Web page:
When she started describing hugging and kissing her boyfriend, I was scared. Sex isn’t discussed in Muslim houses in front of the children, because it’s believed that it will seduce them into having it. Every Muslim child knows that it’s wrong to talk about sex.

So when she began talking, all I wanted was for her to stop. I was afraid I would be seduced into having sex. Even if I wasn’t, I was afraid talking about it might have a bad effect on my reputation, and I was afraid somehow my mom would find out that I was talking about sex.

But I didn’t want to upset my friend by saying that I thought it was wrong to date and have sex. Plus, according to my culture, it’s her family’s duty, not a friend’s, to tell her what is wrong and what is right.

So instead, I tried to change the topic by talking about history class. When she kept on talking about sex, I left, saying that I needed to see my teacher for extra help.

After that conversation, other friends began talking to me more openly about sex. I tried to avoid the subject. I felt more and more uncomfortable with them. I didn’t want other Pakistani students, my teachers who were from my country, or my parents, to think that I was like them. I started to wish I had friends who didn’t date and were more like me.

‘Dress Like Us’

Then one day, during lunch, after we’d been friends for almost the whole school year, one of my friends started telling me that now that I am in America, I should change the way I dress and speak.

“You look like an old-fashioned girl in this dress and speaking Urdu and I think you should start dressing the way we dress.” I still remember how her voice sounded, mean and nasty.

My other friends agreed with her. I was angry because my clothes and language are part of me, so when they told me to change them, I felt they were trying to change my inner self.

Suddenly, I didn’t feel like eating anything. A storm was building inside me. I heard my mother’s voice in my head, saying, “Be confident. Say what you want to say.”

“I will stay the way I am,” I said. “Are we friends only if we dress alike? I love my culture, and I won’t change at any cost.”

They just made fun, saying, “You talk like an old woman.” I hated them for saying this to me. I felt really low and lonely because they were more interested in my dress and language than in me.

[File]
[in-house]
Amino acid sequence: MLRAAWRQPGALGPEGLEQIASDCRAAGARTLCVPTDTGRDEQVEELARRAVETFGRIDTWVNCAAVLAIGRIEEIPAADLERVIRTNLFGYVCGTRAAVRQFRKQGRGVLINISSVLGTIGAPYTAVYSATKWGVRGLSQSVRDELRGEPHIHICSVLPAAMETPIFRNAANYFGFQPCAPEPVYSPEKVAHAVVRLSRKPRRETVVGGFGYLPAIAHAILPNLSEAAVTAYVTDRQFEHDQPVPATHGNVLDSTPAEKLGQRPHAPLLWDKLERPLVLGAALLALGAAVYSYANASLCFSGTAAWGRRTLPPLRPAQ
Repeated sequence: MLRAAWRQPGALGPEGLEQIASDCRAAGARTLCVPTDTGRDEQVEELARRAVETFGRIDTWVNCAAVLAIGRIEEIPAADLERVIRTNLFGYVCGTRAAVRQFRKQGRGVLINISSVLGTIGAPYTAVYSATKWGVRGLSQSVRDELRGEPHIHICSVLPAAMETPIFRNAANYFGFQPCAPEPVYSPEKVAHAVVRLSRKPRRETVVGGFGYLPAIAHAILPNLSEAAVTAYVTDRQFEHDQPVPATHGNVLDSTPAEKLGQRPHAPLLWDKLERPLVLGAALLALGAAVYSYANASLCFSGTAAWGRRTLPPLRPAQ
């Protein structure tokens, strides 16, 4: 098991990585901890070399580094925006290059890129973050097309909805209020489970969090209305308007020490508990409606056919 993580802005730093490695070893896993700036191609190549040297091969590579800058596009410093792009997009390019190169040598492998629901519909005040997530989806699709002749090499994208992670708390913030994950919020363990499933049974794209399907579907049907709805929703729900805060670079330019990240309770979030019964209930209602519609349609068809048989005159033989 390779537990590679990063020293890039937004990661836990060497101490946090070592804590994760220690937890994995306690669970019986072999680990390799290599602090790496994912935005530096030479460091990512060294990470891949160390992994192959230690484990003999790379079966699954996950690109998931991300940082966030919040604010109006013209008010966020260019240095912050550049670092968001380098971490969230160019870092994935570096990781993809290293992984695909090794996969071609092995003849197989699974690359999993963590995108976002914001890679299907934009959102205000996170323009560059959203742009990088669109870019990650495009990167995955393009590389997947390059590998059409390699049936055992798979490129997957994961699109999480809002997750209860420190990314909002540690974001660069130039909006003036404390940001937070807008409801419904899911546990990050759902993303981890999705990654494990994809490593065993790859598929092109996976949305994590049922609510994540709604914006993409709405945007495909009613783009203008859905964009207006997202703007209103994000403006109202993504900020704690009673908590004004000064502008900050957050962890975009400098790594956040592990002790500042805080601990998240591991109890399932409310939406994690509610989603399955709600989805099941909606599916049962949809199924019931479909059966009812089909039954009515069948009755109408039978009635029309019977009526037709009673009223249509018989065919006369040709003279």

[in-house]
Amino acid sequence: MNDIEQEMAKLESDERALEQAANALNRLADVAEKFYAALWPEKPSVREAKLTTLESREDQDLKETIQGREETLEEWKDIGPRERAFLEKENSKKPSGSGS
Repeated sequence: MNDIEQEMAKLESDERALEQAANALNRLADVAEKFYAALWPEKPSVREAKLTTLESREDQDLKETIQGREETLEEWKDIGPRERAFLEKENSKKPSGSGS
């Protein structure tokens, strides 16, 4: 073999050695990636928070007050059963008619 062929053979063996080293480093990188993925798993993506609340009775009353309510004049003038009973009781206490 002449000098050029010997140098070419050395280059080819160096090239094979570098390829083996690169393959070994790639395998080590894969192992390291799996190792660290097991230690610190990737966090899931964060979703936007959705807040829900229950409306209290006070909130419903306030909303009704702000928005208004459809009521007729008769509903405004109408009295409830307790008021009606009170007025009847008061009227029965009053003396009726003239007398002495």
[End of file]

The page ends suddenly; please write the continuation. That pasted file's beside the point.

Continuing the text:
I wasn’t going to be friends with people who weren’t going to accept me. For the first time since I’d come to the U.S., I’d declared my pride in my culture. I felt more sure of who I was than ever before. But I felt like an alien, and lonely.

A Friend Like Me

A week after I left my friends, I was sitting alone when a Pakistani girl in traditional dress came up to me and asked if I needed help with anything. The next day, she said hi, and from then on we started sitting together at lunch.

We talked about schoolwork and I found that she was a good student. I started going to her house, something I hadn’t done with my other friends.

She asked me why I left my other friends and I told her the story. She agreed with what I’d done. She, too, is determined to follow our cultural traditions. We became best friends.

I’m now 17, and my best friend and I go to an international high school. These days I have friends from other cultures. We have fun together doing after-school activities like yearbook committee and student government. I enjoy talking to them about our classes, music, movies and books.

Sometimes we talk about our cultures’ traditional foods and dress, and sometimes we discuss our cultures’ beliefs about sex and dating. I’m more comfortable talking about sex now because we’ve studied it in school.

I still don’t want to date before I get married or know the details of other people’s personal relationships. I like knowing that when I’m married, I’ll belong only to one person who will also belong only to me, and that only the two of us will know about our intimacy.

Proud of Who I Am

I respect the way my friends from other cultures choose to live their lives—I don’t want to change them and they aren’t trying to change me. The conversations we have are respectful and comfortable, and nobody tries to make fun of someone else’s values and call them old-fashioned, the way my old group of friends did with me.

But I’ve learned I’m still not comfortable being close to a person who doesn’t share my most basic cultural and religious beliefs. My family understands me, my pride in my identity, and the choices I’ve made to hold on to that identity, and I want my closest friends to understand me the way they do.